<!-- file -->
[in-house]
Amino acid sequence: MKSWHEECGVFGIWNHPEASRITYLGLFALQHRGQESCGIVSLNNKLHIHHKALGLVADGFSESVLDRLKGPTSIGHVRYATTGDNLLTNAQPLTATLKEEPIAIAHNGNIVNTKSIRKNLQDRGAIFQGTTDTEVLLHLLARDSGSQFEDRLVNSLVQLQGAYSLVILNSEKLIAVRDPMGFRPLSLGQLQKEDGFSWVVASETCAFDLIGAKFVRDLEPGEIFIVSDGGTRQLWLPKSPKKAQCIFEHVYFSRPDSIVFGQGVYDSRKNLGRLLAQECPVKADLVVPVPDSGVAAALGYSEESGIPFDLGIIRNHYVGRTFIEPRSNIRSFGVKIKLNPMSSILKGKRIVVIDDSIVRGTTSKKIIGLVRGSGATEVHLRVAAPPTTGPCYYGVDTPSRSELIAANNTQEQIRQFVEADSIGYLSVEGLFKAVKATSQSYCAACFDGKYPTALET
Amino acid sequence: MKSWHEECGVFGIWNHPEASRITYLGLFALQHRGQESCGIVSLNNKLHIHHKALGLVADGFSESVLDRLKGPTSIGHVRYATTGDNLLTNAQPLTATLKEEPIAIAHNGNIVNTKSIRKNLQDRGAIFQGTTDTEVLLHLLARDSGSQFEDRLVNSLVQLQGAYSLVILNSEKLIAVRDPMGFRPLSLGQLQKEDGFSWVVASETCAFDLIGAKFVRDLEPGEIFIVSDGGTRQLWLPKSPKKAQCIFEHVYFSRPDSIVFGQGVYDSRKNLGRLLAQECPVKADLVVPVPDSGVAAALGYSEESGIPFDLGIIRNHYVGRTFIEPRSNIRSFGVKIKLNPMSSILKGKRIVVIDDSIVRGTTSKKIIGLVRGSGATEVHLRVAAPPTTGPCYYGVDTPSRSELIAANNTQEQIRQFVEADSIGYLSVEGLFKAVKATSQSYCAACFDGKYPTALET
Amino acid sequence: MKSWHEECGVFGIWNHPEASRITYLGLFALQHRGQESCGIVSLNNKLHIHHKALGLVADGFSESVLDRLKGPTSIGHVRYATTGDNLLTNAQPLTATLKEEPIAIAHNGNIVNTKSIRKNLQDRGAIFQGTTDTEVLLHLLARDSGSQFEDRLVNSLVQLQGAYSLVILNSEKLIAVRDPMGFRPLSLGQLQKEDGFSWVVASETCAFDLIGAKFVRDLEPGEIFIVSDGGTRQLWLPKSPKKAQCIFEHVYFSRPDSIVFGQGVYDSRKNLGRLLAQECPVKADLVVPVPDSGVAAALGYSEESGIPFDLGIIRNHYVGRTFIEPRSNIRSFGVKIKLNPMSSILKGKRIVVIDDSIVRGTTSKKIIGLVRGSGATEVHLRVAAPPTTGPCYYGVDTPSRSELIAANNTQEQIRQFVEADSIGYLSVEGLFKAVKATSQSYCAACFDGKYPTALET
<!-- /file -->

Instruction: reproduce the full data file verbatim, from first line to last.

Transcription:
[in-house]
Amino acid sequence: MKSWHEECGVFGIWNHPEASRITYLGLFALQHRGQESCGIVSLNNKLHIHHKALGLVADGFSESVLDRLKGPTSIGHVRYATTGDNLLTNAQPLTATLKEEPIAIAHNGNIVNTKSIRKNLQDRGAIFQGTTDTEVLLHLLARDSGSQFEDRLVNSLVQLQGAYSLVILNSEKLIAVRDPMGFRPLSLGQLQKEDGFSWVVASETCAFDLIGAKFVRDLEPGEIFIVSDGGTRQLWLPKSPKKAQCIFEHVYFSRPDSIVFGQGVYDSRKNLGRLLAQECPVKADLVVPVPDSGVAAALGYSEESGIPFDLGIIRNHYVGRTFIEPRSNIRSFGVKIKLNPMSSILKGKRIVVIDDSIVRGTTSKKIIGLVRGSGATEVHLRVAAPPTTGPCYYGVDTPSRSELIAANNTQEQIRQFVEADSIGYLSVEGLFKAVKATSQSYCAACFDGKYPTALET
Amino acid sequence: MKSWHEECGVFGIWNHPEASRITYLGLFALQHRGQESCGIVSLNNKLHIHHKALGLVADGFSESVLDRLKGPTSIGHVRYATTGDNLLTNAQPLTATLKEEPIAIAHNGNIVNTKSIRKNLQDRGAIFQGTTDTEVLLHLLARDSGSQFEDRLVNSLVQLQGAYSLVILNSEKLIAVRDPMGFRPLSLGQLQKEDGFSWVVASETCAFDLIGAKFVRDLEPGEIFIVSDGGTRQLWLPKSPKKAQCIFEHVYFSRPDSIVFGQGVYDSRKNLGRLLAQECPVKADLVVPVPDSGVAAALGYSEESGIPFDLGIIRNHYVGRTFIEPRSNIRSFGVKIKLNPMSSILKGKRIVVIDDSIVRGTTSKKIIGLVRGSGATEVHLRVAAPPTTGPCYYGVDTPSRSELIAANNTQEQIRQFVEADSIGYLSVEGLFKAVKATSQSYCAACFDGKYPTALET
Amino acid sequence: MKSWHEECGVFGIWNHPEASRITYLGLFALQHRGQESCGIVSLNNKLHIHHKALGLVADGFSESVLDRLKGPTSIGHVRYATTGDNLLTNAQPLTATLKEEPIAIAHNGNIVNTKSIRKNLQDRGAIFQGTTDTEVLLHLLARDSGSQFEDRLVNSLVQLQGAYSLVILNSEKLIAVRDPMGFRPLSLGQLQKEDGFSWVVASETCAFDLIGAKFVRDLEPGEIFIVSDGGTRQLWLPKSPKKAQCIFEHVYFSRPDSIVFGQGVYDSRKNLGRLLAQECPVKADLVVPVPDSGVAAALGYSEESGIPFDLGIIRNHYVGRTFIEPRSNIRSFGVKIKLNPMSSILKGKRIVVIDDSIVRGTTSKKIIGLVRGSGATEVHLRVAAPPTTGPCYYGVDTPSRSELIAANNTQEQIRQFVEADSIGYLSVEGLFKAVKATSQSYCAACFDGKYPTALET